Hulk Contemplate Existential Meaninglessness of Being

MCU 2: The Incredible Hulk

Any time I sit down to do series overview project I know I'm going to have to watch some cinematic stinkers along the way. The WestworldWritten and directed by Michael Crichton, Westworld depicted a theme park with thrills and dangers unlike any that currently exists, all to highlight the hubris of man when the park inevitably descends into chaos. The movie spawned a second film, Futureworld, and a popular (and twisty) HBO series. series has Futureworld, Star TrekOriginally conceived as "Wagon Train in Space", Star Trek was released during the height of the Hollywood Western film and TV boom. While the concept CBS originally asked for had a western vibe, it was the smart, intellectual stories set in a future utopia of science and exploration that proved vital to the series' long impact on popular culture. has The Motion Picture, and the Marvel Cinematic UniverseWhen it first began in 2008 with a little film called Iron Man no one suspected the empire that would follow. Superhero movies in the past, especially those not featuring either Batman or Superman, were usually terrible. And yet, Iron Man would lead to a long series of successful films, launching the most successful cinema brand in history: the Marvel Cinematic Universe. has The Incredible Hulk. But I figured this time, finally, I could sit down and actually force myself to watch more than a few scenes from the film. This time I'd actually properly watch the movie.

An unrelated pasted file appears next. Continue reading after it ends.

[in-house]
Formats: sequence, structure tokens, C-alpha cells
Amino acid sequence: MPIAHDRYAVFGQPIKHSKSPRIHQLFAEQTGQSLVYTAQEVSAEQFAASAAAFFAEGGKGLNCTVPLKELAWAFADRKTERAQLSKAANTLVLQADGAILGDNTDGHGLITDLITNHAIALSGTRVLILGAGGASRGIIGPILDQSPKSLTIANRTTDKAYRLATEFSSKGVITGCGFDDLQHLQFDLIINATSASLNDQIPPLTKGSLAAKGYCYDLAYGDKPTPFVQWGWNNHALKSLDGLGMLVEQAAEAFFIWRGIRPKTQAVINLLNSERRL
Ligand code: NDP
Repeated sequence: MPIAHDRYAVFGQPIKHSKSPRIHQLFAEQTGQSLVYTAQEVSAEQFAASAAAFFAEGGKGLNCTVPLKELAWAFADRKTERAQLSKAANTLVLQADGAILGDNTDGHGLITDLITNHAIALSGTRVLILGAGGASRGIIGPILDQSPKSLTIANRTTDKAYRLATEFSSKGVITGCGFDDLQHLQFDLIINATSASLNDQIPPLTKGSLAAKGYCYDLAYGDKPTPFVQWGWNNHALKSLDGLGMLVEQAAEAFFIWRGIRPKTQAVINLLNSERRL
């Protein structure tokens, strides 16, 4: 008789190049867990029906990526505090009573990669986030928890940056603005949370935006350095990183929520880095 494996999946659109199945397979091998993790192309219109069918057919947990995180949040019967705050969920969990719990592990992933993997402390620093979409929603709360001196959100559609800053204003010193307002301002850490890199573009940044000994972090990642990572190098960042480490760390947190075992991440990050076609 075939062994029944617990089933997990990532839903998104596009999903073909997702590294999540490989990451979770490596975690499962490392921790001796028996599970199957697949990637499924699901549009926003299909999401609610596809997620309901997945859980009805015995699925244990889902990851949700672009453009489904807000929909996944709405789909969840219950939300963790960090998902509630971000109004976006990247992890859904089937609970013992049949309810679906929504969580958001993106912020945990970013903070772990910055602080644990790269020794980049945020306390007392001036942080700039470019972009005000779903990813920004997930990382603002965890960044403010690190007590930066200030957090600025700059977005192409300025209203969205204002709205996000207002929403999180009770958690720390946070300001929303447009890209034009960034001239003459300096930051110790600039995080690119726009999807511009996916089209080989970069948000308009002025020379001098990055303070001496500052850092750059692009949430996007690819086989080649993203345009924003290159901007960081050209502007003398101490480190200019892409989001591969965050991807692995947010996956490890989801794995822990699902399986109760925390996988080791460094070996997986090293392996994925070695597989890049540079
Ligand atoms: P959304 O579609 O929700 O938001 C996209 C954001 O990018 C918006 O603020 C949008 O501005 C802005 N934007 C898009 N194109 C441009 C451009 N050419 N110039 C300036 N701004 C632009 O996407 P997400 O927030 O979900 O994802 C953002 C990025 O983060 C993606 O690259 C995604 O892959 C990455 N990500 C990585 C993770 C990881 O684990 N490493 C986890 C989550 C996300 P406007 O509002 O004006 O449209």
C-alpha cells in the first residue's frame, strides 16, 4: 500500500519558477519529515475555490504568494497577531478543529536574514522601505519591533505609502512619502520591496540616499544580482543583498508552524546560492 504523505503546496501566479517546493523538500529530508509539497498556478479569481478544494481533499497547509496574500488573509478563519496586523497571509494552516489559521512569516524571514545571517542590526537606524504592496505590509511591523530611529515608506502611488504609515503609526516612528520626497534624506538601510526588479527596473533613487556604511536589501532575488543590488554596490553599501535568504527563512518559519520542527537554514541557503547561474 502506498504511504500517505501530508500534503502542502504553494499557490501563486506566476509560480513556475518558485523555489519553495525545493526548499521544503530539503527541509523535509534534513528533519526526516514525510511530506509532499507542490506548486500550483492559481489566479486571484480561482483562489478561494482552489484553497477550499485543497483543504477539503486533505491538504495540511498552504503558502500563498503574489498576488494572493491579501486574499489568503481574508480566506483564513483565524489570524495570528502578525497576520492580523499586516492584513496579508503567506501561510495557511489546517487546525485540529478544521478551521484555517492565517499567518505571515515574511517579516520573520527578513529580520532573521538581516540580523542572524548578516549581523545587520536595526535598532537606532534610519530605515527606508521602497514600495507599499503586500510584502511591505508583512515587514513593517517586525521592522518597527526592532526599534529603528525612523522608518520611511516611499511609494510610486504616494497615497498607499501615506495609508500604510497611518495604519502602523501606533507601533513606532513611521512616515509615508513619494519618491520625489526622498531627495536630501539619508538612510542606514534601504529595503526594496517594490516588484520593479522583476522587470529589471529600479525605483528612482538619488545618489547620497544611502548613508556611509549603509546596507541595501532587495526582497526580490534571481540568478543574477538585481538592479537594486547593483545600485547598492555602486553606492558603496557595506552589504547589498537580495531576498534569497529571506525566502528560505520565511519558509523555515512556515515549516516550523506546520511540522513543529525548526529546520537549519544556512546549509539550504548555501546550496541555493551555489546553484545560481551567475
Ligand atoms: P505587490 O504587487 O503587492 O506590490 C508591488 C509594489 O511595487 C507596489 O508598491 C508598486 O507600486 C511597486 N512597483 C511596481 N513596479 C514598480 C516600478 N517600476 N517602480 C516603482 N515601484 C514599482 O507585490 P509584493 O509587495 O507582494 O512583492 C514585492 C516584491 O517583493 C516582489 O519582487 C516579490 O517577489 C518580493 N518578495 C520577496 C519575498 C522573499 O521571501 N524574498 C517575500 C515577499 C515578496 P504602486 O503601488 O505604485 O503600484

And then, 30 minutes into the film, I had the dawning realization that I actually had watched the movie before. It's like I'd sat through it and then an MIB agent came along and used the "flashy-thing" on my brain, leaving with just a vague recollection that a movie called "The Incredible Hulk" actually did exist. Somehow I'd forgotten it completely, and I have the feeling this isn't the first time. I'm not even certain how many times I've watched the movie now, I just know that despite being able to remember minutia from every other MCU title, The Incredible Hulk has been removed from my memory.

This phenomena isn't limited to just me, either. For all the talk the MCU gets online, The Incredible Hulk is quietly ignored at every turn. Heck, more digital ink is spilled dissecting the things the first Thor movies does right, and wrong, than the MCU Hulk film. No one seems to care about this film at all.

So why is it? Even bad movies are usually memorable, but it's as if everyone has just collectively decided that this 2008 version of the character isn't even worth considering as a film. Like the people who say "Highlander 2 never happened," we've all just collectively deleted the MCU Hulk.

Having watched the film (again, and I'm going to try and remember it this time), I can understand why we've all done this: the film sucks, but not in any memorable way. It's perhaps one of the least remarkable superhero movies, a mediocre film that never sinks or rises enough to capture anyone's attention. It just... is.